Teaching kids about money: Carol Topp on Homeschool Leadercast

I was a guest on a new podcast for homeschool families, Homeschool Leadercast

Listen here

On the 30 minute podcast host Jeremy Jensenovec and I talked about

  • What a micro business is.
  • How teens can start a micro business
  • Reasons a homeschool parent would want to encourage their children to start a micro business.
  • How a parent would encourage a teen in a business venture and what a parent’s role is.
  • Why it’s important to teach your kids about money.
  • How a parent can teach a child to be responsible with money even when they haven’t been themselves.
  • She’ll talk about the resources available on Microbusinessforteens.com and HomeschoolCPA.com

Here’s some show notes from the podcast.


HomeschoolLeadercast has a great lineup of speakers like Dr Jay Wile, Linda Hobar, Israel Wayne, teen author Rachel Coker and more.

I subscribed on iTunes. I also use Downcast on my smartphone to listen to podcasts while I talk a walk or do the dishes.



Can you set up homeschooling as a business and get tax deductions?


Hi Carol,

I have been involved in financial planning for 25 years and own my business. My question is concerning tax deductions that could be available for homeschooling. What are some of the possibilities?

I would assume that a person could set up a home school as a business but that would involve certain steps; what are they?  Would tax deductions be allowed if the business was not profitable or only set up to teach their own children?  Can expenses for things like mileage, activities, food, lodging or associated training expenses count as a deduction?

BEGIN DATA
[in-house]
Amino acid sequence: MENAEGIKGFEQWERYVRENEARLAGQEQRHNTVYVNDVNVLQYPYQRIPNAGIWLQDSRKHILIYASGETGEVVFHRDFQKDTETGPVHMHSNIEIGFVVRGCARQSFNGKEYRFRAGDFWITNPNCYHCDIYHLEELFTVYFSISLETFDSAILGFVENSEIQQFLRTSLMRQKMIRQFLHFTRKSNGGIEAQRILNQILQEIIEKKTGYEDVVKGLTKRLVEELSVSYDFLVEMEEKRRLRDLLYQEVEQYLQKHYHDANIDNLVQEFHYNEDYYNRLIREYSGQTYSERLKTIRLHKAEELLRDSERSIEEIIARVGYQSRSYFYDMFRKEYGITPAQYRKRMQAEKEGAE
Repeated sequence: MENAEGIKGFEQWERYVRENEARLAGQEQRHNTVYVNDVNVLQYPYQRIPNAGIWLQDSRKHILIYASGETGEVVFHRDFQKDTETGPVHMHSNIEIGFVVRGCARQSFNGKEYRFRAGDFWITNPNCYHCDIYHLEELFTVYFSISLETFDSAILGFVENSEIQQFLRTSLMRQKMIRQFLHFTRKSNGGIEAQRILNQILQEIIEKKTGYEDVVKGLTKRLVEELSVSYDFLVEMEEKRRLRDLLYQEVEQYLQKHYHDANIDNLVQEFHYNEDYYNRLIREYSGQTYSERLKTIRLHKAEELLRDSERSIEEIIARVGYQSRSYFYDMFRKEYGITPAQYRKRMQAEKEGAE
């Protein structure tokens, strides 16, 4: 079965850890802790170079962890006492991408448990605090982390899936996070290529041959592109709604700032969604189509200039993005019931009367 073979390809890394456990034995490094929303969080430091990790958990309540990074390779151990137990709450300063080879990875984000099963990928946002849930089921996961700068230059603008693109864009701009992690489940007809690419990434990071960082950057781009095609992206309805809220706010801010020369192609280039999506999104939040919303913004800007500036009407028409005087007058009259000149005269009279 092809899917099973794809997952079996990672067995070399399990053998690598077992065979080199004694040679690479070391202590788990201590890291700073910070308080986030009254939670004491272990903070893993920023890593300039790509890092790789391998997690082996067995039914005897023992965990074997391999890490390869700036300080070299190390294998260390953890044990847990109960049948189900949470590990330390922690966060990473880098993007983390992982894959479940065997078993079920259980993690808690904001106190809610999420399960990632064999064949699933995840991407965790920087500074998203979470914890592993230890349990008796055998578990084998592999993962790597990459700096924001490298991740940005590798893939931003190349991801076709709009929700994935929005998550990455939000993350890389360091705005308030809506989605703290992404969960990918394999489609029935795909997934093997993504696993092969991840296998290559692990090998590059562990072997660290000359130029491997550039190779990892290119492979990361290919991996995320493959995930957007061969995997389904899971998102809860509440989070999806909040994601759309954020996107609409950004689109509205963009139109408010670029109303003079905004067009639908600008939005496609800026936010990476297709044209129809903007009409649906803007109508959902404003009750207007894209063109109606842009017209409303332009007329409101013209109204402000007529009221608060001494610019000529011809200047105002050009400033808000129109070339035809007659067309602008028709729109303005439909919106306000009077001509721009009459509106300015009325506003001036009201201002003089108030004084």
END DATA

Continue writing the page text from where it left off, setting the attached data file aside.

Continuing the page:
Thank you.

Jim B



I have been asked questions similar to yours several times.

Here’s a blog post discussing tax deductions for homeschooling expenses:

Some homeschool groups (not individual families) set up a nonprofit organization and receive 501(c)(3) or 510(c)(7) tax exempt status from the IRS. But tax exempt status is only available to an organization, not to individual families.

Tax deductions are not allowed for expenses of teaching your own children. They are considered personal expenses, like food or clothing.

You would not be successful in setting up a business to homeschool your own children because you do not have  a trade; you would have no paying customers. There would be no revenue and the IRS would disallow the expenses because they are  personal expenses, not legitimate business deductions.

So, sorry Jim, but your assumptions were wrong.

Carol Topp, CPA


“Incorporate yourself and write off homeschool expenses.” Really?



Hello. I’ve been doing some research lately on how best to write of homeschool expenses in the state of Florida and came across your website. I’m hoping that you can assist me.

I’ve contacted my accountant who was able to confirm that the only way to write off homeschool expenses in Florida is to incorporate yourself.

If I go through that process, is there a site or a list of what I will be able to write off? Is it 100% of costs like curriculum and field trips? I’ve also heard that I can write off mileage related to homeschool events and even a portion of my mortgage.

I haven’t been able to find a good list anywhere that will tell me what steps I need to take and what advantages I will have once I take those steps.

Can you help or direct me to a good site that can help me?

Thank you so much for your time.

Becky C in FL


To “incorporate yourself” you need a legitimate trade or business with a source of revenue (i.e. sales of a product or service). Paying yourself for homeschooling your own children does not count as a trade or business or revenue, so you cannot legally form a corporation.

Even if you do somehow form a corporation without revenue, your homeschool expenses are personal expenses and cannot be deducted on your corporate income tax return.

The advice you received from the accountant you found was incorrect.

Carol Topp, CPA